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Egyptians back constitutional change to pave way for elections

Egyptians have voted to change their constitution as the country moves towards full democratic elections, with new restrictions on the presidency. Voting for a new parliament could take place within months.

A voter does the thumbs up after casting her vote

Voters endorsed the changes drawn up by a panel

Egyptians voted for constitutional changes that lay the ground for parliamentary elections to take place within months.

About 14 million people - 77.2 percent of those who took part - voted in favor of the changes, the country's High Judicial Commission of the Referendum said on Sunday.

"Egyptians came forward to have their say in the future of the country," said Mohammed Ahmed Attiyah, head of the judicial oversight committee.

Included in the amendments is a reduction in presidential terms to four years and a two-term limit for individuals serving in the post.

Hosni Mubarak

Mubarak was in his fifth term after three decades in power

President Hosni Mubarak ruled for almost 30 years and was serving his fifth term when he was forced to resign by a popular uprising on February 11.

A more open field

Another amendment relaxes restrictions on who can run for president, opening the field for independents and those from smaller parties.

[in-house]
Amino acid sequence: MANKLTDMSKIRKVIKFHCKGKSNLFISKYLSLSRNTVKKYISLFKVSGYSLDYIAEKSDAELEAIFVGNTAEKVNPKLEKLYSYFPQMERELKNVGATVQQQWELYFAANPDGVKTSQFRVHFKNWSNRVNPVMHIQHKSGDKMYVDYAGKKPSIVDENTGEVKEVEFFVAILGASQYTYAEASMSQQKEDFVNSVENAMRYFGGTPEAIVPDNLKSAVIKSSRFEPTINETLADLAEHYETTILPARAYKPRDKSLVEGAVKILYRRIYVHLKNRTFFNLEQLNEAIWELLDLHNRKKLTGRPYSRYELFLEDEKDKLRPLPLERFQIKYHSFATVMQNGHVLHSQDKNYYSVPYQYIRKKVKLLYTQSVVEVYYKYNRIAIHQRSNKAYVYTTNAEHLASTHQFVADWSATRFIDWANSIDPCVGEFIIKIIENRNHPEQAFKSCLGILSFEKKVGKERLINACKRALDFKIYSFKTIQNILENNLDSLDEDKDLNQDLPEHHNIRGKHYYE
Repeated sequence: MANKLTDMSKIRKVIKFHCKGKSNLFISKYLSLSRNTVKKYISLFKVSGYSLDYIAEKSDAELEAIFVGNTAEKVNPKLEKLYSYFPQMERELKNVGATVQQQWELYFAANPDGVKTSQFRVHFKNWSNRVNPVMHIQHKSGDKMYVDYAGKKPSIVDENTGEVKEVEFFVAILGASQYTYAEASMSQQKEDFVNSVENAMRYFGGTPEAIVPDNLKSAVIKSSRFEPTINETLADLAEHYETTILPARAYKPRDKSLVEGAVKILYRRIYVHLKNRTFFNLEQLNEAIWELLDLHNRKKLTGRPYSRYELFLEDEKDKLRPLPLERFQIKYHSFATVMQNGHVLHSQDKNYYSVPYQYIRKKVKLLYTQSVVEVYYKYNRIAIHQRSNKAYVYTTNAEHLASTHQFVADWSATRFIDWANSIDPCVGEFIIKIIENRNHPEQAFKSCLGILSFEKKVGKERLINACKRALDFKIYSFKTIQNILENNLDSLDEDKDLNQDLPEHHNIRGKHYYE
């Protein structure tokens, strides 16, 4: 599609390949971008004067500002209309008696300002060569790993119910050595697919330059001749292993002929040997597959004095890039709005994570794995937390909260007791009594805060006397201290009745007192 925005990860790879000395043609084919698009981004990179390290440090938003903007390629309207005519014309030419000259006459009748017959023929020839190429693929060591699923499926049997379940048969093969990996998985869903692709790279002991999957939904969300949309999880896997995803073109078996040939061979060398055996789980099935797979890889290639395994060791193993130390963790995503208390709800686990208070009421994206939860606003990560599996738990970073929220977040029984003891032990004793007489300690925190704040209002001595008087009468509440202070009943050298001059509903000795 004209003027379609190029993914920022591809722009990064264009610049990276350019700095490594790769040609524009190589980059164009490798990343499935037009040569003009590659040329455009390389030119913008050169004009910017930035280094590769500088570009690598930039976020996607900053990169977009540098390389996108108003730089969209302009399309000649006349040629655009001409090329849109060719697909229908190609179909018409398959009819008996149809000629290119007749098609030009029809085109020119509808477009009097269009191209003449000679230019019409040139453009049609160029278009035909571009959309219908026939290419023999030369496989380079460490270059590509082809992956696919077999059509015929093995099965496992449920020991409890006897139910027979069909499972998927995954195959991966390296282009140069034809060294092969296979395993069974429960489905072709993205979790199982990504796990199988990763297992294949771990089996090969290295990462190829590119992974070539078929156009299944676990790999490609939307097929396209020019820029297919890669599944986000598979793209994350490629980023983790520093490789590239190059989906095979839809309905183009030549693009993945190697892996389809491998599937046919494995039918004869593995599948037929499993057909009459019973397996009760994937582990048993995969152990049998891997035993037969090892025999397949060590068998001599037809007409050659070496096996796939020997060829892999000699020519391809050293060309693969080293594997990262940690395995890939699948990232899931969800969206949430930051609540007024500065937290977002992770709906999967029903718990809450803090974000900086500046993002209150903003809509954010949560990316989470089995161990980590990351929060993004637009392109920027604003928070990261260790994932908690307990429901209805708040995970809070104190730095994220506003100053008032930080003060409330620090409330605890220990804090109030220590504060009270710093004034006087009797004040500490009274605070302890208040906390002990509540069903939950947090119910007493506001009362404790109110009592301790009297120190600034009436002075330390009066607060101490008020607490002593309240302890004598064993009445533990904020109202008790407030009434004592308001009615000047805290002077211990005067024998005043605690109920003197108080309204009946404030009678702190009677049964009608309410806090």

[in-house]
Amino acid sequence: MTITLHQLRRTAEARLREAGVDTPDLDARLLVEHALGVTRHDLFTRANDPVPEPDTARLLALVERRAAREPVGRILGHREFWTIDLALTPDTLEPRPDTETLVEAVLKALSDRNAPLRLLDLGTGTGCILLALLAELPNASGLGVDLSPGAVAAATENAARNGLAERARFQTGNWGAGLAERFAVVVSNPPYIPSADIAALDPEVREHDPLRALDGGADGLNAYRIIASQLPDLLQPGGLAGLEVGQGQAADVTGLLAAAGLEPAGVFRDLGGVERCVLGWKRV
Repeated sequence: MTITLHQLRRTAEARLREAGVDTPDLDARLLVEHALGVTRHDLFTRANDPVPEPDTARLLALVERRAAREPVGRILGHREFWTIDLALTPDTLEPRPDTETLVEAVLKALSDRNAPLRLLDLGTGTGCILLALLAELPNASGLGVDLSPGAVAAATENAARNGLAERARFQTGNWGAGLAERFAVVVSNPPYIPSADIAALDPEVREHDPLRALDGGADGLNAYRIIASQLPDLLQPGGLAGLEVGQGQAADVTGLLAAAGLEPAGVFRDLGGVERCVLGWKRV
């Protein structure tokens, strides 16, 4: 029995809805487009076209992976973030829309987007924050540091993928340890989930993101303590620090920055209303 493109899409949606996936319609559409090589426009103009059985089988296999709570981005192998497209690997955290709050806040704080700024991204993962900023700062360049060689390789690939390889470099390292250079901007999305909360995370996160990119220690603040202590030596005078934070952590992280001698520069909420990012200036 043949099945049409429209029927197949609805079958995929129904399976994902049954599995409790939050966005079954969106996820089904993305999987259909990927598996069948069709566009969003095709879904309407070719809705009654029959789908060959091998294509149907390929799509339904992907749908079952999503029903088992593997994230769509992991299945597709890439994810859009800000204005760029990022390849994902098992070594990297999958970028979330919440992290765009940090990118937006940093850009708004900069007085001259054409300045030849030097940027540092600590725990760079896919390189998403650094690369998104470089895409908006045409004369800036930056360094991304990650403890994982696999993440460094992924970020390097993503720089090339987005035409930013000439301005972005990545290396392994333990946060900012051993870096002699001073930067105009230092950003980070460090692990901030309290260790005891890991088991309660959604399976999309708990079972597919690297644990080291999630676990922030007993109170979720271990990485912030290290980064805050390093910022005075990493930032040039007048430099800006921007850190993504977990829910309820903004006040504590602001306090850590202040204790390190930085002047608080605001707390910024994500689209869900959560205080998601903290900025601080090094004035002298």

The rules also make it more difficult for a president to extend a current state of emergency which has been in place for the last 29 years. In addition, a new constitutional committee is to be formed and there is to be greater oversight of elections.

Amendments were put together by a judicial panel selected by the ruling Supreme Council of the Armed Forces. Military chiefs say they want to cede authority to a democratically elected government as soon as possible. Pro-democracy activists have claimed that the reforms do not go far enough to overhaul the Mubarak-era charter of government.

The turnout of more than 18.5 million people far exceeded the figure for parliamentary elections last November, barely 6 million. Those elections, like others during Mubarak's presidency, were linked with fraud allegations and voting irregularities.

Author: Richard Connor (AFP, dpa, Reuters)
Editor: Joanna Impey

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